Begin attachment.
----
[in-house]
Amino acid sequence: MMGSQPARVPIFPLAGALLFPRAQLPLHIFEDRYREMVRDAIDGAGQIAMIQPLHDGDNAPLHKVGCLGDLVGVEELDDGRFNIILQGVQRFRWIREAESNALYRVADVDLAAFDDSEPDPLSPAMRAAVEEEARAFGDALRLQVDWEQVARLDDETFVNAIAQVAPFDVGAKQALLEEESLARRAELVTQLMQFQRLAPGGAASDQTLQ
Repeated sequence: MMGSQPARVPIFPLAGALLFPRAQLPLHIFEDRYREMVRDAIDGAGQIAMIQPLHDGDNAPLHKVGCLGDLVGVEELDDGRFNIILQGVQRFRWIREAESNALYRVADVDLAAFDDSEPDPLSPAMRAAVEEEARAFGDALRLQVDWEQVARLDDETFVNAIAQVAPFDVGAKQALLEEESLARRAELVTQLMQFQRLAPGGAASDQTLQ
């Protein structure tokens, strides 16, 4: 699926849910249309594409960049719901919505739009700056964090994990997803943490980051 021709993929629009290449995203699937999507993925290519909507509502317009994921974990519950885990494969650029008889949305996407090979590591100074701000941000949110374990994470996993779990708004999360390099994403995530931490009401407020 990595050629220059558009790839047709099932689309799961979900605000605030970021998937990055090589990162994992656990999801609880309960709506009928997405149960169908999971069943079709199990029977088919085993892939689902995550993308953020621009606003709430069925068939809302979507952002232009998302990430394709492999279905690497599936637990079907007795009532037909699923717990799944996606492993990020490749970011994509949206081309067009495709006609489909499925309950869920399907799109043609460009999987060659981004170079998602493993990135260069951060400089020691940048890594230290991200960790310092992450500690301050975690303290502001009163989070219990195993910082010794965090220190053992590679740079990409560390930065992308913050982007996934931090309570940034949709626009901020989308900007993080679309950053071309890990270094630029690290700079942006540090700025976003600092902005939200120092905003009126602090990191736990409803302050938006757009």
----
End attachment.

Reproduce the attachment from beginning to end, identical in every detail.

[in-house]
Amino acid sequence: MMGSQPARVPIFPLAGALLFPRAQLPLHIFEDRYREMVRDAIDGAGQIAMIQPLHDGDNAPLHKVGCLGDLVGVEELDDGRFNIILQGVQRFRWIREAESNALYRVADVDLAAFDDSEPDPLSPAMRAAVEEEARAFGDALRLQVDWEQVARLDDETFVNAIAQVAPFDVGAKQALLEEESLARRAELVTQLMQFQRLAPGGAASDQTLQ
Repeated sequence: MMGSQPARVPIFPLAGALLFPRAQLPLHIFEDRYREMVRDAIDGAGQIAMIQPLHDGDNAPLHKVGCLGDLVGVEELDDGRFNIILQGVQRFRWIREAESNALYRVADVDLAAFDDSEPDPLSPAMRAAVEEEARAFGDALRLQVDWEQVARLDDETFVNAIAQVAPFDVGAKQALLEEESLARRAELVTQLMQFQRLAPGGAASDQTLQ
């Protein structure tokens, strides 16, 4: 699926849910249309594409960049719901919505739009700056964090994990997803943490980051 021709993929629009290449995203699937999507993925290519909507509502317009994921974990519950885990494969650029008889949305996407090979590591100074701000941000949110374990994470996993779990708004999360390099994403995530931490009401407020 990595050629220059558009790839047709099932689309799961979900605000605030970021998937990055090589990162994992656990999801609880309960709506009928997405149960169908999971069943079709199990029977088919085993892939689902995550993308953020621009606003709430069925068939809302979507952002232009998302990430394709492999279905690497599936637990079907007795009532037909699923717990799944996606492993990020490749970011994509949206081309067009495709006609489909499925309950869920399907799109043609460009999987060659981004170079998602493993990135260069951060400089020691940048890594230290991200960790310092992450500690301050975690303290502001009163989070219990195993910082010794965090220190053992590679740079990409560390930065992308913050982007996934931090309570940034949709626009901020989308900007993080679309950053071309890990270094630029690290700079942006540090700025976003600092902005939200120092905003009126602090990191736990409803302050938006757009």